Posted at 6:04 PM ET, 02/ 1/2011
By Rob Pegoraro
Movie-industry study: Unauthorized video sharing shrinks if viewers have legal options
No, that's not the headline you'll see at the Motion Picture Association of America's site. The Washington-based lobby headlined its own press release http://www.mpaa.org/resources/c06e4f...a568e04154.pdf
(PDF) yesterday in starker terms:
NEW STUDY FINDS 23.8% OF GLOBAL INTERNET TRAFFIC INVOLVES THE ILLEGAL DISTRIBUTION OF COPYRIGHTED WORK
The study in question was commissioned by NBC Universal (though that company, as of Saturday a Comcast-controlled operation, makes no mention of it on its site) and conducted by Envisional, a research firm based in Cambridge, England. Envisional surveyed a variety of file-sharing sites and services, from ********** to Usenet streams, and came up with some numbers that can't make anybody in Hollywood happy.
Envisional estimated, as the MPAA headline accurately states, that 23.8 percent of the world's Internet traffic consisted of copyrighted work shared without permission--most of that video.
A summary of Envisional's findings (PDF) posted by the MPAA adds more detail. The company found that in the United States, copyright infringement makes up 17.53 percent of Internet traffic, and it could spot almost no non-infringing material being shared via the popular ********** protocol: "Excluding pornography, Envisional project that 99.24% of all material on ********** was copyright infringing."
But if you read Envisional's full, 56-page report (PDF), you may get a more nuanced picture.
First, consider the breakdown of infringing material by type. A chart on Page 13 and a table on Page 14 show that films were, by an overwhelming margin, the the most popular type of copyrighted file seen on **********. Pornography was less than a third as popular and TV shows were about a fifth as popular--with all other types of content adding up to a rounding error in comparison.
Movies also dominate such competing file-sharing mechanisms as "cyberlocker" sites, discussed on Page 18 of Envisional's report.
(That's not the case in Envisional's analysis of file-sharing programs such as Gnutella, but that's based only on searches, not downloads. For that matter, I have doubts about its suggestion that almost no non-infringing content exists on **********. ZDNet's Linux reporter Steven J. Vaughan-Nichols observed that many incremental releases of that open-source operating system would not show up on the ********** site, PublicBT.com, surveyed by Envisional.)
Why would movies be such a popular illegitimate download? It doesn't take much time comparing the ease of finding a new song on iTunes with your odds of locating a new movie on Amazon or Netflix to realize that the commercial online availability of movies lags woefully behind that of music. Between the wait for a new film to appear online--and the self-defeating "release window" system that requires it to be taken offline on an arbitrary schedule--getting an honest movie rental or purchase over the Internet remains frustrating.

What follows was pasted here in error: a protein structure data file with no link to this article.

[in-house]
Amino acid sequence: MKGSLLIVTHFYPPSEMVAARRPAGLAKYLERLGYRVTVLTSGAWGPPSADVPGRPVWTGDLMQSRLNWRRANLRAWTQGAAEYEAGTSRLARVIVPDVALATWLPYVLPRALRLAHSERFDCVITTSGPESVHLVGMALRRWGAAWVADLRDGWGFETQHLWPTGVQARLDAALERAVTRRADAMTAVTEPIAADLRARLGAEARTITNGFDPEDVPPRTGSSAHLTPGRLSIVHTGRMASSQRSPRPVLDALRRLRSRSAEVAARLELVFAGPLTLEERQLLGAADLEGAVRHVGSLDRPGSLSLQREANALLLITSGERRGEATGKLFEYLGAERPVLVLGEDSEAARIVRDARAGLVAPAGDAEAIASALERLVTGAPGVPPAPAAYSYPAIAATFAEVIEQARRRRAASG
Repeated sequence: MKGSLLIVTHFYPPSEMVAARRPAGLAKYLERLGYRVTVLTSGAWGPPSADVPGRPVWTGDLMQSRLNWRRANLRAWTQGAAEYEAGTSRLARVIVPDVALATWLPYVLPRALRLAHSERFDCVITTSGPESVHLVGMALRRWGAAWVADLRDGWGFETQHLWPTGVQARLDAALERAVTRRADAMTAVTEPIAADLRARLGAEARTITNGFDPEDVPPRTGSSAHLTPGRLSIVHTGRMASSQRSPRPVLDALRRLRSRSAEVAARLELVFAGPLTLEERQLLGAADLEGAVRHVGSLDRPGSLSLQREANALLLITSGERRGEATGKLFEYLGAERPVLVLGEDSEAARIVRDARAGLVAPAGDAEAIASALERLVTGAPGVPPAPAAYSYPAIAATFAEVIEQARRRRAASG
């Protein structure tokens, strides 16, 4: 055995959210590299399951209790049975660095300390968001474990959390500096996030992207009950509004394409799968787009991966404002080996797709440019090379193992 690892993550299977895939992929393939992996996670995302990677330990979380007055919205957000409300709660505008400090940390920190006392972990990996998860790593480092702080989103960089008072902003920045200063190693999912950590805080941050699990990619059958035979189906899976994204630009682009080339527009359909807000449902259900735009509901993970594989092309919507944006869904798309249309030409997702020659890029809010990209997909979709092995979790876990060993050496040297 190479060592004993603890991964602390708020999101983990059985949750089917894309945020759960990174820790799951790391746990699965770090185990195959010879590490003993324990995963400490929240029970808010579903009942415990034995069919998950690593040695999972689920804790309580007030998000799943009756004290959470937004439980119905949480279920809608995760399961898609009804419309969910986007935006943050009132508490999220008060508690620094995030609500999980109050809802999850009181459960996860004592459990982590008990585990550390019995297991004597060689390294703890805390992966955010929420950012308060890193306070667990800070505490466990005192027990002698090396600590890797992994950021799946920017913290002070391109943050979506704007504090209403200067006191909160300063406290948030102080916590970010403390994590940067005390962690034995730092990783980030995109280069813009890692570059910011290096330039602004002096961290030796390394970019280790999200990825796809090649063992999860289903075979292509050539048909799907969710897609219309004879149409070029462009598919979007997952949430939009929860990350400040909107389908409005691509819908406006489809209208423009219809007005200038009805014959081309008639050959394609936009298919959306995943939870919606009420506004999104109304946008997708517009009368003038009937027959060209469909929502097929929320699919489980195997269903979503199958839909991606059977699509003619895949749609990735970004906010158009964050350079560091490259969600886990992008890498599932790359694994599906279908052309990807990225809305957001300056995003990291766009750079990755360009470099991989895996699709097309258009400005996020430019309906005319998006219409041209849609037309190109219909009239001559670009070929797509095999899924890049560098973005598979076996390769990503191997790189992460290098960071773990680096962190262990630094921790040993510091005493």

In other words, nobody should be surprised to see unauthorized movie downloads booming when the authorized kind remain so difficult to find. The studios won't satisfy demand, so alternate suppliers have stepped in to fill that void.
Then let's return to that gap between the volume of infringing material in the U.S. and around the world at large. As bad as the availability of legitimate movie streaming and downloads can be here, we have it better than everywhere else.
For example, in the more than five years since the first short films arrived on Apple's iTunes Store, the company has yet to bring movie rentals and downloads to more than a handful of countries in Europe (Britain, Germany, France and Ireland), as well as Canada, Mexico and Japan. Netflix streaming only arrived in Canada in September and has yet to surface anywhere else. And Amazon's video-on-demand service hasn't even gone beyond the United States. yet.
What do you think overseas viewers will do when they're told that their money is no good? Most will probably not be as patient as a friend who recently moved to South Korea and resolved to fiddle with "proxy servers" to spoof Netflix into thinking he hadn't left the States.
Just ask the director of Envisional's survey, David Price, about geography's effect on unauthorized downloading. I did, and this was his response:
I think the availability of legit content in the US may be one reason why infringing use is lower in the country than elsewhere worldwide: the US has Hulu, Netflix, Amazon VOD, Vudu, streaming content from the tv networks, etc. This level of availability just can't be found elsewhere. Further, the content in the greatest demand online is that which originates from the US -- television shows and films in particular -- which often take a while before they appear in other countries.
So if the movie industry wants to know how to stop people from watching its work without paying, the answer awaits between the lines of the report its own lobby is trumpeting: Get in the market, because the demand is there and people have shown they will pay. As Alec Baldwin's character once hectored a roomful of salesmen in the 1992 drama "Glengarry Glen Ross": "They're sitting out there waiting to give you their money. Are you gonna take it?"
By Rob Pegoraro | February 1, 2011; 6:04 PM EThttp://voices.washingtonpost.com/fasterforward/